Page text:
Meanwhile, in the rest of the Budget…

WhitehallAs fiscal events go, Budget 2016 was pretty fiscally eventful.

As the extraordinary political fall-out continues, here at the Trust’s insight and engagement team we’ve been examining what the rest of the Budget means for people in financial difficulty.

Let’s start with the good news first.  Many of the Budget’s measures on tax and savings will be widely welcomed.  Further increases in the personal allowance continue the government’s strategy of lifting many low-income people out of income tax altogether, which represents real help to many of the people who need it most.

Those earning more than £8,060 a year, however, still pay National Insurance contributions – a threshold that is now more than £3,000 less than that for the personal allowance.  Narrowing this gap is something we hope the Chancellor will consider in a future Budget.

The continued freeze on fuel duty is something that many expected to come to an end, given plunging petrol and diesel prices.  At National Debtline, however, our advisers know from the front-line that fuel costs can represent a substantial proportion of monthly outgoings for many low-paid households.  The continued freeze will be a relief for many.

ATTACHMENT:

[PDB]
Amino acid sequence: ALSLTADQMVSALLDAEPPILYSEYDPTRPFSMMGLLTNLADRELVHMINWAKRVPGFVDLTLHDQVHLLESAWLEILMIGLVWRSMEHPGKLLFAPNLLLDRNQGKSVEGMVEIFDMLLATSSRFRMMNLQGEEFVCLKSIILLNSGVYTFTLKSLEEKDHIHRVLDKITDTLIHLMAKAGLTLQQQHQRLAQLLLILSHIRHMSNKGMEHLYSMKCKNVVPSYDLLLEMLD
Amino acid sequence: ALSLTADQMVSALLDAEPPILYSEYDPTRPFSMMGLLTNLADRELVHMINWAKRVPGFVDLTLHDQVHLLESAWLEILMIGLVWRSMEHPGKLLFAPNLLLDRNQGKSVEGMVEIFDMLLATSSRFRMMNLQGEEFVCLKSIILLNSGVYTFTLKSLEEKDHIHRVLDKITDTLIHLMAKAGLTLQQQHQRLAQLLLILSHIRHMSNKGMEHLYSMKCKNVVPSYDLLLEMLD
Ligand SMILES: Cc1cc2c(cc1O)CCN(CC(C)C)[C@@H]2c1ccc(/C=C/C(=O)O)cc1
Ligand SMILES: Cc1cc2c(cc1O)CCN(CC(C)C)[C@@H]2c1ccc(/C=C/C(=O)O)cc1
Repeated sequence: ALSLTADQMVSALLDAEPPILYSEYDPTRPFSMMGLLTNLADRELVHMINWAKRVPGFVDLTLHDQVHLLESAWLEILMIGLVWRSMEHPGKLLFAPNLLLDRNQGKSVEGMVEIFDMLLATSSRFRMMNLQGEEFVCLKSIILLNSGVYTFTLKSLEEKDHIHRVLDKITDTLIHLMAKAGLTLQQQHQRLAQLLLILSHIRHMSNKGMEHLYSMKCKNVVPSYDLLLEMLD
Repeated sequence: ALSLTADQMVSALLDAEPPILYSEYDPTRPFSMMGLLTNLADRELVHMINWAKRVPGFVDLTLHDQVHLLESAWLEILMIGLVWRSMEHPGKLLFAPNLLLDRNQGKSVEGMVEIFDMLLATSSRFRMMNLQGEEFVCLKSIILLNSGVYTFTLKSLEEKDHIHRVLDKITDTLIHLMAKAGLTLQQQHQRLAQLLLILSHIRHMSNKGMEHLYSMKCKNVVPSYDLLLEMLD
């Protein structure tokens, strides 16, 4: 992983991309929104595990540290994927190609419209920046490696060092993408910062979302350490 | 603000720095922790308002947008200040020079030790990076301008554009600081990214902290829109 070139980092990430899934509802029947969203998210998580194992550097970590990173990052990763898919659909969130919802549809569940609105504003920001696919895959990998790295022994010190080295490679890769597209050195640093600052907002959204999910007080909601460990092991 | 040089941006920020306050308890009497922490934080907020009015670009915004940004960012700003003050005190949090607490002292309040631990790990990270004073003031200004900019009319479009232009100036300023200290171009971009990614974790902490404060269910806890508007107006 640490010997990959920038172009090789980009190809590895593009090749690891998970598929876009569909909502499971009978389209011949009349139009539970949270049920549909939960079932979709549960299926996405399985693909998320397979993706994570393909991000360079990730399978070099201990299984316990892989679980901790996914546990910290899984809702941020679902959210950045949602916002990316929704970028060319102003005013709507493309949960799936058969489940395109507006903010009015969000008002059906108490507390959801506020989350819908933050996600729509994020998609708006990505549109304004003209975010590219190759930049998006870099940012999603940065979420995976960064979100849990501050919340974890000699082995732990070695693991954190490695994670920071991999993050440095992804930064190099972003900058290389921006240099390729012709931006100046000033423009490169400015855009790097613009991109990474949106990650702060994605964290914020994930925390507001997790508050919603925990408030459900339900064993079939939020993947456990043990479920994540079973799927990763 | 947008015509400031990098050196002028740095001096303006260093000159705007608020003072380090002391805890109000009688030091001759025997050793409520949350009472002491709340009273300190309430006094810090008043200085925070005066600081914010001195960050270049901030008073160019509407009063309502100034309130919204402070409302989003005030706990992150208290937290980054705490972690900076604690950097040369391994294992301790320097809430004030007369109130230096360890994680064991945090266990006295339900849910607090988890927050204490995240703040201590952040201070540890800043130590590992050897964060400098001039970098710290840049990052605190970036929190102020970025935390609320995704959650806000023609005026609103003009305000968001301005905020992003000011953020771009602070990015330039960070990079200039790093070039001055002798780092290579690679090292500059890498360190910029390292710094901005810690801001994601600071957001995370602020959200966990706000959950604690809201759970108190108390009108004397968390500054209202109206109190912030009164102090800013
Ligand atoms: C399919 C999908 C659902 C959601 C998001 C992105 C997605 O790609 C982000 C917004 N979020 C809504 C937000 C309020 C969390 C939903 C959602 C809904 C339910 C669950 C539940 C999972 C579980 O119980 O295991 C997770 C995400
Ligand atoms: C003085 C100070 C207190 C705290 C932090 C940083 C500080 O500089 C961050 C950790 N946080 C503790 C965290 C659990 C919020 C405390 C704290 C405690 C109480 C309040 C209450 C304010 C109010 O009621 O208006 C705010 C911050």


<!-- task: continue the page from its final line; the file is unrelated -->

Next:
It was also a good Budget for encouraging saving.  We have strongly welcomed the Help To Save scheme, pre-announced by the Prime Minister last Monday.  With its generous government match of 50 percent of savings could make a real difference in helping people to build up the rainy day savings – which we know is an essential tool in preventing problem debt.  It is heartening to see Help To Save targeted at those who we would argue need it most – those on the lowest of incomes, through the criteria of receipt of Universal Credit or Working Tax Credit.

Questions remain, of course, over the detail of the scheme – for instance, is two years really an appropriate length of time before bonuses are added, when very few people plan ahead in anything other than weeks, months or a single year.  We will be making these and other points in the Treasury’s forthcoming consultation.

The Lifetime ISA, too, is welcome – again with a surprisingly generous match of 25 percent, to encourage under-40s to save for either a house or retirement.  We think that this could help many self-employed people in particular – a group that our recent Cost of Doing Business report showed has a worrying lack of financial resilience.

In fact, self-employed people, often overlooked in previous Budgets, had a remarkably good day last Wednesday.   The long-called-for scrapping of Class 2 NICs will make a real difference – removing an additional fixed-cost for a group of taxpayers whose often uneven incomes can turn fixed costs into constant headaches.  The doubling of small business rate relief is also something we have called for, and will make a big difference to many small business owners with premises.

So far, so good.  Now for the bad news.

Firstly, on welfare.  Disabled people around the country will be relieved that further cuts to disability benefits have been shelved – and the new work and pensions secretary Stephen Crabb’s statement that there will be no *new* cuts to the welfare budget for the remainder of this Parliament is also welcome.  Yet the need to recoup £4.4 billion lost by abandoning the PIP cuts remains – and it still unclear how this will be attempted.